There are two types of web containers:
- The full screen background web container
- Web containers as components that can fit into scrolling sections, etc. These are different from the first one, and they haven't changed from the first version.
the only part that has changed is the first one, which means there is only ONE
$webcontainer. I mean, literally it's impossible to have multiple full screen views that fit into a single view simultaneously, you can only see one.
Just answering your requirements based on my understanding:
1. Jasonette has caching features through
$cache (storing under a URL) or
$global (storing globally app-wide) actions. You can call them from all agents, which
$webcontainer is one of. So you can store things natively from your web app.
2. As mentioned above, there is only one
$webcontainer which the new version (described in https://medium.freecodecamp.org/how-to-turn-your-website-into-a-mobile-app-with-7-lines-of-json-631c9c9895f5) covers.
3. You mention limited formatting as the reason you want to use web containers, could you share this in detail? There may already be options that exist in the framework that you are not aware of, and if not, and if it makes sense we should add them. I don't think it's a good idea to use web view just because of this issue.
4. In the worst case--although not really "worst"--you should just use the
$webcontainer and embed a SINGLE web page, and then communicate everything inside the web container with the native view, assuming you really want to use your web page. You can still make it work almost natively as mentioned in https://medium.freecodecamp.org/how-to-turn-your-website-into-a-mobile-app-with-7-lines-of-json-631c9c9895f5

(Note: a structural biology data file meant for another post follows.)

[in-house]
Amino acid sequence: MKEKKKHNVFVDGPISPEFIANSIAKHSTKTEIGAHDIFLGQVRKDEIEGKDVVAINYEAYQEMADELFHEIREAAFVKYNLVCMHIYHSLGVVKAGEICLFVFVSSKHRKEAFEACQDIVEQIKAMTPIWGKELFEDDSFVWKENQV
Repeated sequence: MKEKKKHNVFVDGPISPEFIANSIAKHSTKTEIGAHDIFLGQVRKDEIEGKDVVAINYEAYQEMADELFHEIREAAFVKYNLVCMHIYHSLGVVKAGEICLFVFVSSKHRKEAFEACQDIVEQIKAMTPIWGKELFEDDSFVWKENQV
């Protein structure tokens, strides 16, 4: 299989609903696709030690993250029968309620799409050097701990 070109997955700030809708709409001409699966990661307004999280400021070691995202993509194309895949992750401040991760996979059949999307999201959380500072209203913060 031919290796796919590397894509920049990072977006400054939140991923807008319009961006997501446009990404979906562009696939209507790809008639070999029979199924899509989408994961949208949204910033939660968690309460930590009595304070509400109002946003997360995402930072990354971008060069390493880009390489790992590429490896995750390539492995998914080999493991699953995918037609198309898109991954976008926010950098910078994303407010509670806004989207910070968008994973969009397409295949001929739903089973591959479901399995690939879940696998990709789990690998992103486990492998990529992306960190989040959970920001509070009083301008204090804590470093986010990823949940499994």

5. Just to clarify one more time, there are two types of web containers, the more advanced one is the one that's described under
$jason.body.background and displays itself as the full screen background of a view. This is the one that you now can interact with, as well as declare them by URL, etc. The other type is read-only web containers that can be incorporated into scrolling items just like any other native components like image, label, etc. These are still for display purposes only and not to be used for interaction, and will likely not change.
Hope this makes sense. I actually tried my best to include all of this in the documentation http://docs.jasonette.com/web/ so feel free to take a look at that too for more comprehensive info.
I have a couple of questions about ai2, and since you're here, hope you could help me understand:
- From what I see, ai2 is a compiled language where you generate their DSL by using their block-like interface, and then finally compile the DSL into code? (In case of Jasonette, all apps you build with Jasonette are exactly the same code because nothing is compiled and the JSON markup is fetched and interpreted into native UI in realtime whenever a user opens the app, like loading a website in a web browser)
- Is this for Android only? I couldn't find a documentation on how they internally work.
- Do you have any example of their low level language I can take a look? Appreciate it.